January 31st, 2008


(no subject)

Tried "Whip." Roses and leather, theoretically, but it vanished almost completely on my skin--I got a floral whiff, made a mental note to sniff again later, and then poof! nada. It wasn't an obnoxious floral, suspicious as I am of them, it just...went away immediately.

I tend not to lather on the perfume, of course, so possibly this is one that just requires heavier application. Will try on a day when I'm not going out of the house, and am unlikely to gag random passers-by if I overcompensate.

Also tried "Hellfire." It's an oddly pleasant smell--tobacco and cologne kinda, hint of leather, but it's not coming across as insanely masculine on me. It's not ragingly sexual. (Named after the "Hellfire Club," beloved of Victorian writers.) Seems to go a bit powdery on me after awhile, though, a bit like the Snake Oil did. (Is powdery something that actually happens? Am I on crack thinking this?) So once it dries, I smell a bit like a grandmother who took up smoking and vice. While this image appeals to me, I'm not so sure about the evolution of the smell...

As a follow-up, a male friend of mine obligingly guinea-pigged the De Sade (It's nice to have friends who will also do things "for SCIENCE!") and I'd say it's definitely a scent that works better on men.*

I gotta remember to blog these as I do them--I tried Nyarlathotep over the weekend, and bugger if I can remember it. Something incensey, not unpleasant, but I gotta try it again to jog my memory.

*He then wanted more. The crack-like potential of this stuff is scary.

(no subject)

Tried "Isles of Demons." Great name. Smells a little too perfume-y for me at first blush--definitely floral, definitely sweet. After a few minutes, the musk starts to come through, which is nice, but the topnote--crap, these terms are starting to make SENSE--is still too sweet for my tastes.

Hmm, all this smell-testing is definitely a learning experience--I've realized that I automatically don't like perfume that smells...perfume-y! Mind you, I'm not entirely sure what it is that is registering as "perfume-y" in the back of my brain, whether it's one particular ingredient or an inherently floral or sweet note, or what. Still looking for one that makes me go "OH GOD YES!" the way that, say, the pumpkin pie Whipped from Villainess does. *grin* But I'm sure I'll run across it eventually!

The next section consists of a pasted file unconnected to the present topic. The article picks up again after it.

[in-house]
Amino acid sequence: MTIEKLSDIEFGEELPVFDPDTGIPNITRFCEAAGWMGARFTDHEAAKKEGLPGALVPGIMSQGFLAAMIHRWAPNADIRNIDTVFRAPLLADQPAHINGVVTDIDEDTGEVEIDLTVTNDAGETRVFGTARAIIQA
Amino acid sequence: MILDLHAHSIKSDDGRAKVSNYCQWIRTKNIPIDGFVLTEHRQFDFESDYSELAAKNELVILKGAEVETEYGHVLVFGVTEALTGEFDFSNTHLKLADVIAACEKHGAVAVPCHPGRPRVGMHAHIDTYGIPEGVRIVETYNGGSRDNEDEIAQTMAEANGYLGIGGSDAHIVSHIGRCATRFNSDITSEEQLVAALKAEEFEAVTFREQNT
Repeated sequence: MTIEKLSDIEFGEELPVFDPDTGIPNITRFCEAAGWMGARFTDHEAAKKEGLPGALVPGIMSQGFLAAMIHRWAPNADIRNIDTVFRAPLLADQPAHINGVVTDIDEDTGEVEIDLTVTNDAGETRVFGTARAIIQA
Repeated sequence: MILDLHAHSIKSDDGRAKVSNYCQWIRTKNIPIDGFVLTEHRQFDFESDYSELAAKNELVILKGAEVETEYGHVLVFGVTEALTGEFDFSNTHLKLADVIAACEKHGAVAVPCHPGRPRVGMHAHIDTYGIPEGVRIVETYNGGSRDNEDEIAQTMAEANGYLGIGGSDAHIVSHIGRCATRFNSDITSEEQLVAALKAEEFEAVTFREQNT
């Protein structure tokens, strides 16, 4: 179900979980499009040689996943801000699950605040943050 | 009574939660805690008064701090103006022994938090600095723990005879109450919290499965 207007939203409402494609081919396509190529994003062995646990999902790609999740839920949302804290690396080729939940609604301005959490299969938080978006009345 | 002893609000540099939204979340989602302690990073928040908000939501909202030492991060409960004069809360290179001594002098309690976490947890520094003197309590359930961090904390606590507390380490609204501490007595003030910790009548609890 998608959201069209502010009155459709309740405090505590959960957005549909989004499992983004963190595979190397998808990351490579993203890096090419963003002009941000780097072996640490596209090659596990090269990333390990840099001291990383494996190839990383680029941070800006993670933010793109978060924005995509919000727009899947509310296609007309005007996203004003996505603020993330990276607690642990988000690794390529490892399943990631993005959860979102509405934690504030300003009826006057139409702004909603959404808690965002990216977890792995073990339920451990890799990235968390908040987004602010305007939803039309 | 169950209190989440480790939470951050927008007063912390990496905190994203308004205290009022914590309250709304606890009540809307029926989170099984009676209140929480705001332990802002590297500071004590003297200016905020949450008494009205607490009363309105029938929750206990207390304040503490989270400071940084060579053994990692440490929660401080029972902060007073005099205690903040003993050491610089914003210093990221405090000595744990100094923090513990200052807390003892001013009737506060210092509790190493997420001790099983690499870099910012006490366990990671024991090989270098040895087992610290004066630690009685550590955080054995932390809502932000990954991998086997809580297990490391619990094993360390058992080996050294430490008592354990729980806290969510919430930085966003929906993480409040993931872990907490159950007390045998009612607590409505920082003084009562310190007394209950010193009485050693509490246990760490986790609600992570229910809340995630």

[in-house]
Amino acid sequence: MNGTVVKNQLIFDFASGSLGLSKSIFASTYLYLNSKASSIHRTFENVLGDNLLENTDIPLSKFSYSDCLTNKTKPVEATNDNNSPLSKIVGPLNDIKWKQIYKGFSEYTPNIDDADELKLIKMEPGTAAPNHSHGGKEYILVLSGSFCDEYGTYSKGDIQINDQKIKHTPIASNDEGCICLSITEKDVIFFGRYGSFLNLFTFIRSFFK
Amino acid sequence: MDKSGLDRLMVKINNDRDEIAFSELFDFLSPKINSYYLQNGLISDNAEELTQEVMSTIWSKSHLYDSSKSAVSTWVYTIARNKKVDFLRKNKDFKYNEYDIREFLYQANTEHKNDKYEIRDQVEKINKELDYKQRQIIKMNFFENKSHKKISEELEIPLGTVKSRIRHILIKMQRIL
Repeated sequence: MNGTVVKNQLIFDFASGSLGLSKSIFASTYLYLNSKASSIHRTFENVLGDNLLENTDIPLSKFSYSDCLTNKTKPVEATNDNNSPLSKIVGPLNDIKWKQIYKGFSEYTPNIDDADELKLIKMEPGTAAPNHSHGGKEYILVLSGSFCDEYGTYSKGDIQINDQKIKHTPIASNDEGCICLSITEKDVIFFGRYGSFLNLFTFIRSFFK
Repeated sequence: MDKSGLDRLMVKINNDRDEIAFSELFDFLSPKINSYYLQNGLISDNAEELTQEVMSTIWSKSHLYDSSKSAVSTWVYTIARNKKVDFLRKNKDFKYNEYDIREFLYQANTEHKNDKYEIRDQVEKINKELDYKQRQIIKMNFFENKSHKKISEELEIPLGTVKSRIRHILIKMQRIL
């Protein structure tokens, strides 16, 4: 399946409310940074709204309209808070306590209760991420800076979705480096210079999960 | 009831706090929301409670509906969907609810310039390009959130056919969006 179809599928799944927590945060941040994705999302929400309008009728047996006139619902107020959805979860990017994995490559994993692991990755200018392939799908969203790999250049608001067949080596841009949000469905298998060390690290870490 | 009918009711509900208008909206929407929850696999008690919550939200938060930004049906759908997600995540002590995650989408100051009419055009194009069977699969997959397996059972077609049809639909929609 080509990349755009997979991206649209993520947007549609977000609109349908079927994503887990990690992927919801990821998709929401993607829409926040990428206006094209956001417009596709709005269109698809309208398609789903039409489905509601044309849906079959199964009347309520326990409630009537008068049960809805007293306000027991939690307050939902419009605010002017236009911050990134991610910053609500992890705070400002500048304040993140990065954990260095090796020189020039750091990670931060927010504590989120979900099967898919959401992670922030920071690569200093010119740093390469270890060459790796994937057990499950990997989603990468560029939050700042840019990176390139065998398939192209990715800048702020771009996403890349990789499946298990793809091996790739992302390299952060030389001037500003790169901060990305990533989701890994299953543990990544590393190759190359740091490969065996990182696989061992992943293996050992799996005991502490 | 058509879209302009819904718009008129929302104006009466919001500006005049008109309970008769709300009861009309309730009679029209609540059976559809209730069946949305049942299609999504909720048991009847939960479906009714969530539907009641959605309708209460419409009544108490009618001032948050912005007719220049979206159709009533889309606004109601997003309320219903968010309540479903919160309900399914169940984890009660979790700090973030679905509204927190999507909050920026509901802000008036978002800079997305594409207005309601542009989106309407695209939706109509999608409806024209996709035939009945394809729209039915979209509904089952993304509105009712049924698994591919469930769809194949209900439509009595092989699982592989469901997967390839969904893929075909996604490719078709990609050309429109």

All of these reviews are tagged "bpal" by the way, so theoretically you oughta be able to get 'em all together...

(no subject)

A huge pack of imps arrived today, courtesy of the lovely Reece, and god, I see what you people mean--opening these things is like Christmas! Eeee!

Tried "Baku." Intensely, powerfully anise. My wrists smelled like I was wearing black licorice handcuffs.

Within five minutes, it had vanished completely, leaving no trace behind. Huh.

Well, that made it easy to test the next one..."Poisoned Apple." Intensely tart apple to start, like getting smacked upside the nose with a Granny Smith. (The bottle smelled vile, actually, but I'm learning to say "Damn the torpedoes, full speed ahead!") Then the apple calms down quite a lot, and there's something...else...thing...vaguely spiced, maybe a musk. (The description says opium, so maybe that's it, although in my day, when we smoked REAL opium, it smelled like flowers and diesel. Actually, I would probably wear that, it was a really interesting smell...)

Verdict--I quite like "Poisoned Apple." Light, after the first assault, but rather sexy.

ETA: Tried Loviatar. Pleasantly musky for a few minutes, then turned to powder. Angus was fascinated by it, though.

Tried "Hellcat." Cloyingly honey and fruit. Oddly familiar. Sniffed for a few minutes, and then went "My god! I smell like a Bed, Bath, and Beyond!" It's that EXACT smell. Oy.

Having a devil of a time washing it off.

(no subject)

Decide to make scrambled eggs for dinner. Break eggs. Pour milk into eggs. Milk comes out chunky.



Well, my BPAL clogged senses are obviously still good enough to detect THAT.


Guess I'm having...um...cold pasta salad and toast for dinner.